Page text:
Today, EARTH inaugurated an innovative smart grid at the University’s EARTH-La Flor campus at the Daniel Oduber Center in Guanacaste. The grid was installed in collaboration with the Costa Rican Electricity Institute (ICE), and the State Department of the United States Embassy in Costa Rica.
This smart energy grid is an information system that works through the 3G network, collecting data on energy use that can be used to increase efficiency.
“This system will inform us about our energy use and assist us in making decisions about our investments. This is an additional step toward gaining a true understanding of this resource,” indicated Carlos Murillo, director of the EARTH-La Flor Campus.
During this first phase, the system will generate information about energy consumption and transmission, efficiency of the equipment, and energy quality monitoring. During the next phase, the grid will incorporate the remote control of both the production equipment and consumption.
The effort represents EARTH University’s continued commitment to promoting and seeking environmentally-friendly solutions to address the energy needs of communities.
How does a smart grid work and what does it measure?
A smart grid is a digitally enabled electrical grid that can be used to control energy consumption in real time. The information generated can be reviewed from a remote location with the use of any mobile device, such as laptop or a cell phone. The only requirement is that the device needs to have an Internet connection.
This system will identify peak hours of consumptions and the flow quality of the service. The system is also useful for determining the quality and quantity of energy produced by renewable sources (such as hydroelectric, solar and wind power).
“The grid is an information source that allows both the energy consumer and supplier to manage consumption in a more efficient manner and anticipate current and future energy needs,” added Murillo.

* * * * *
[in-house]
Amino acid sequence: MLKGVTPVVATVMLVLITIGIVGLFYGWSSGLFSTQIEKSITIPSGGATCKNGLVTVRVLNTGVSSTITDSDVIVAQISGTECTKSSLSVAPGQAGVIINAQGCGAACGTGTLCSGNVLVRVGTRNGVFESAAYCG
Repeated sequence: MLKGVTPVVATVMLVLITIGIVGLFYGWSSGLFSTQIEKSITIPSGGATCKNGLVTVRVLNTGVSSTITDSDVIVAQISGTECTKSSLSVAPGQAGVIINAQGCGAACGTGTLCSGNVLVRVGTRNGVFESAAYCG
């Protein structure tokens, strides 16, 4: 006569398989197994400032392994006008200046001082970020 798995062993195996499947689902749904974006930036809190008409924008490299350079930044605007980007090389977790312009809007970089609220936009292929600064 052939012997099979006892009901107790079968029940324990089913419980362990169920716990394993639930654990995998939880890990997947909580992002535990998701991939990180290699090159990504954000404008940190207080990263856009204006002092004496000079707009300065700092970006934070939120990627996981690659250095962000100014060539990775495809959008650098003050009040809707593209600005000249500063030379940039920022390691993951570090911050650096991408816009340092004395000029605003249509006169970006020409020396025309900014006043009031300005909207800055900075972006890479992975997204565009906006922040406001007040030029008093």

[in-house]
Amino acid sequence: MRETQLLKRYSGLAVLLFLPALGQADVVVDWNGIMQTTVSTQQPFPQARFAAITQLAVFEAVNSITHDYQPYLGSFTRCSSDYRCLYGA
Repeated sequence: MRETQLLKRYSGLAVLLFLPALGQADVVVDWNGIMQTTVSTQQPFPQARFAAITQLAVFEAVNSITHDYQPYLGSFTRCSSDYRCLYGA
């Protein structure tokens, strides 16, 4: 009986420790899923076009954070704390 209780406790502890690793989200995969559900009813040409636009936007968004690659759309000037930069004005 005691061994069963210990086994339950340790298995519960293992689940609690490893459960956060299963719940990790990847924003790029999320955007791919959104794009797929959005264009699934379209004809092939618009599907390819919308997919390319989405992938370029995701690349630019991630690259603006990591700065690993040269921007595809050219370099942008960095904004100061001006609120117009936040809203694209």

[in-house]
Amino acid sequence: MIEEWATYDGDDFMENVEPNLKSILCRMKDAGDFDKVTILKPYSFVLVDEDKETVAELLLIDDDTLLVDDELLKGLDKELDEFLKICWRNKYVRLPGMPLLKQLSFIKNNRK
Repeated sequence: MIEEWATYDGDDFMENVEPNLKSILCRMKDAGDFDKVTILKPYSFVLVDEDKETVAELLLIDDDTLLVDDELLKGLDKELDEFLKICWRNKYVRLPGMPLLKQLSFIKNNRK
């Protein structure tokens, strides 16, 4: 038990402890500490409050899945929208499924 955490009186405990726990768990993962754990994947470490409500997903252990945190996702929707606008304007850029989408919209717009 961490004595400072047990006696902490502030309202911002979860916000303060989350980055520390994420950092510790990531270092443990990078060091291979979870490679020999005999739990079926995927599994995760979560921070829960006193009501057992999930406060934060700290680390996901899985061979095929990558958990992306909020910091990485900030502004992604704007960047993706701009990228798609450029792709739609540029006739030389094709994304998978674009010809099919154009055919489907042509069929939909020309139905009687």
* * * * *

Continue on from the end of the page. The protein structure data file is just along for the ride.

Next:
A collaborative project
The installation of this smart grid was made possible thanks to an $80,000 donation from the U.S. State Department’s Central American Energy and Environmental Security Initiative (EESI), which supports projects to promote clean energy and energy efficiency.
In addition, this initiative received technical advice and support from ICE in the installation of the technology and meters. ICE also created the software for this project and the website that will be used for monitoring the grid.
Finally, several neighboring companies were included in the project, including Ad Astra Rocket, the Daniel Oduber Quirós International Airport, the Liberia Municipality, and the Guanacaste Conservation Area, in order to demonstrate the viability and operation of the smart grid. This project is the first in Costa Rica authorized to provide information in real time about the performance of the electrical grid. The hope is that through this pilot program, EARTH University will implement a demonstration device of the Guanacaste system that could later be expanded nationally.
“We are working to increase the impact of this project, and one of its objectives is to incorporate in the short term many more companies and institutions in this network,” concluded Murillo.